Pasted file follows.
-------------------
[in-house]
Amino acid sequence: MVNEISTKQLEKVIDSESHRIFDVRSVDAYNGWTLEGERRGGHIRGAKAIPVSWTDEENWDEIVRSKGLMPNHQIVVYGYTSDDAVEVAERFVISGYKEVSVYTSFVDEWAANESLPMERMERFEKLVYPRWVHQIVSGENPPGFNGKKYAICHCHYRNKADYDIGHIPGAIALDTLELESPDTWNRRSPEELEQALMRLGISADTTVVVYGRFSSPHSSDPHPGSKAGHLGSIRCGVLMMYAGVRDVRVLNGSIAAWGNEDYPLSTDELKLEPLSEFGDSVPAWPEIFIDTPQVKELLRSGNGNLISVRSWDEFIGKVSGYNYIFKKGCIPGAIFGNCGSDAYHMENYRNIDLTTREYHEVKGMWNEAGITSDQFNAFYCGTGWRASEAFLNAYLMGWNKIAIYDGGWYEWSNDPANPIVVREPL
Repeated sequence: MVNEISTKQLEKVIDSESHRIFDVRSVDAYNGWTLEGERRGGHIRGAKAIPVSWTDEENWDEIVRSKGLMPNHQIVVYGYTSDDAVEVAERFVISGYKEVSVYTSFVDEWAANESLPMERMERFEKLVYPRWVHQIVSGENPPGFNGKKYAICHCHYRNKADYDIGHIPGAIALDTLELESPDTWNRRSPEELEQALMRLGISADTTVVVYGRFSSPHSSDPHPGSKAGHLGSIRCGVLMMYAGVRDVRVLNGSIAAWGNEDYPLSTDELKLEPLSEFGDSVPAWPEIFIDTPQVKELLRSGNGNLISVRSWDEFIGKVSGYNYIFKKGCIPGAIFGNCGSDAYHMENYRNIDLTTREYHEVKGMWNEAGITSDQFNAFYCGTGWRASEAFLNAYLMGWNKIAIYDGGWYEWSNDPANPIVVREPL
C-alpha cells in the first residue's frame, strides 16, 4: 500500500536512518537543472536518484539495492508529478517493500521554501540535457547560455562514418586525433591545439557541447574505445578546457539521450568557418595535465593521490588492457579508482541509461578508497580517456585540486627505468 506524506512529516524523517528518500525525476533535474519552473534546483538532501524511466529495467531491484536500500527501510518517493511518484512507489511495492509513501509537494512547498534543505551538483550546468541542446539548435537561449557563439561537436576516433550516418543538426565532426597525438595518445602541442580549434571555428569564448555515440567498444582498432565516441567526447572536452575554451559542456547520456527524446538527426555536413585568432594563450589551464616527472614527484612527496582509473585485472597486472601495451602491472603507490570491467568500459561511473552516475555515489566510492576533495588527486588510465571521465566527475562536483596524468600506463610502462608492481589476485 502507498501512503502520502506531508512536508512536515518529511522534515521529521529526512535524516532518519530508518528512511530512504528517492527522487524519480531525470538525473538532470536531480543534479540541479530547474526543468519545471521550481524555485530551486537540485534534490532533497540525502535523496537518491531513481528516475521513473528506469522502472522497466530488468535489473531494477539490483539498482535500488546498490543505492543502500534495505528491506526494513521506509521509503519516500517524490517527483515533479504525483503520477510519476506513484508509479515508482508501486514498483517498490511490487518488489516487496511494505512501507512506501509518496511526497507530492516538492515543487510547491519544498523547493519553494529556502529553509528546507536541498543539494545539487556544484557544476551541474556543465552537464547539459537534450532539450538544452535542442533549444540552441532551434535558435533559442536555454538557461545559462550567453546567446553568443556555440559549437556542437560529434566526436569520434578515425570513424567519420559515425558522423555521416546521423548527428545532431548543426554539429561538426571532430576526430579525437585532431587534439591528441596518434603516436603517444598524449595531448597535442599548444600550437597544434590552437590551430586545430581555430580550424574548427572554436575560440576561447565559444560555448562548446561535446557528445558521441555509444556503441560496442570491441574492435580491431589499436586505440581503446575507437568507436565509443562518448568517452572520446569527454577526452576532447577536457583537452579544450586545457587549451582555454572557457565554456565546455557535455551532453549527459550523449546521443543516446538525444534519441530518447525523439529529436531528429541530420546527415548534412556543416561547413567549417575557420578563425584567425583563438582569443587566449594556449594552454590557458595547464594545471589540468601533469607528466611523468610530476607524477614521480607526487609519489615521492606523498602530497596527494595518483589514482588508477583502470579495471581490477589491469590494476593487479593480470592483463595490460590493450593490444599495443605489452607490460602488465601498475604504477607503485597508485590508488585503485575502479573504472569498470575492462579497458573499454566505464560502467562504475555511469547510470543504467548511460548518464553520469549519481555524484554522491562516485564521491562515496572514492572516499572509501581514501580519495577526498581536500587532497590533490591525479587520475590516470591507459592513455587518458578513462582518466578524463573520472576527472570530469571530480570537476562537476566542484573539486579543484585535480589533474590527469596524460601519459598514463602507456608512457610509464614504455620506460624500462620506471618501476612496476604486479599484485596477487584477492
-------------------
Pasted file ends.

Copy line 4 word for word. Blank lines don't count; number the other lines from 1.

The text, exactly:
C-alpha cells in the first residue's frame, strides 16, 4: 500500500536512518537543472536518484539495492508529478517493500521554501540535457547560455562514418586525433591545439557541447574505445578546457539521450568557418595535465593521490588492457579508482541509461578508497580517456585540486627505468 506524506512529516524523517528518500525525476533535474519552473534546483538532501524511466529495467531491484536500500527501510518517493511518484512507489511495492509513501509537494512547498534543505551538483550546468541542446539548435537561449557563439561537436576516433550516418543538426565532426597525438595518445602541442580549434571555428569564448555515440567498444582498432565516441567526447572536452575554451559542456547520456527524446538527426555536413585568432594563450589551464616527472614527484612527496582509473585485472597486472601495451602491472603507490570491467568500459561511473552516475555515489566510492576533495588527486588510465571521465566527475562536483596524468600506463610502462608492481589476485 502507498501512503502520502506531508512536508512536515518529511522534515521529521529526512535524516532518519530508518528512511530512504528517492527522487524519480531525470538525473538532470536531480543534479540541479530547474526543468519545471521550481524555485530551486537540485534534490532533497540525502535523496537518491531513481528516475521513473528506469522502472522497466530488468535489473531494477539490483539498482535500488546498490543505492543502500534495505528491506526494513521506509521509503519516500517524490517527483515533479504525483503520477510519476506513484508509479515508482508501486514498483517498490511490487518488489516487496511494505512501507512506501509518496511526497507530492516538492515543487510547491519544498523547493519553494529556502529553509528546507536541498543539494545539487556544484557544476551541474556543465552537464547539459537534450532539450538544452535542442533549444540552441532551434535558435533559442536555454538557461545559462550567453546567446553568443556555440559549437556542437560529434566526436569520434578515425570513424567519420559515425558522423555521416546521423548527428545532431548543426554539429561538426571532430576526430579525437585532431587534439591528441596518434603516436603517444598524449595531448597535442599548444600550437597544434590552437590551430586545430581555430580550424574548427572554436575560440576561447565559444560555448562548446561535446557528445558521441555509444556503441560496442570491441574492435580491431589499436586505440581503446575507437568507436565509443562518448568517452572520446569527454577526452576532447577536457583537452579544450586545457587549451582555454572557457565554456565546455557535455551532453549527459550523449546521443543516446538525444534519441530518447525523439529529436531528429541530420546527415548534412556543416561547413567549417575557420578563425584567425583563438582569443587566449594556449594552454590557458595547464594545471589540468601533469607528466611523468610530476607524477614521480607526487609519489615521492606523498602530497596527494595518483589514482588508477583502470579495471581490477589491469590494476593487479593480470592483463595490460590493450593490444599495443605489452607490460602488465601498475604504477607503485597508485590508488585503485575502479573504472569498470575492462579497458573499454566505464560502467562504475555511469547510470543504467548511460548518464553520469549519481555524484554522491562516485564521491562515496572514492572516499572509501581514501580519495577526498581536500587532497590533490591525479587520475590516470591507459592513455587518458578513462582518466578524463573520472576527472570530469571530480570537476562537476566542484573539486579543484585535480589533474590527469596524460601519459598514463602507456608512457610509464614504455620506460624500462620506471618501476612496476604486479599484485596477487584477492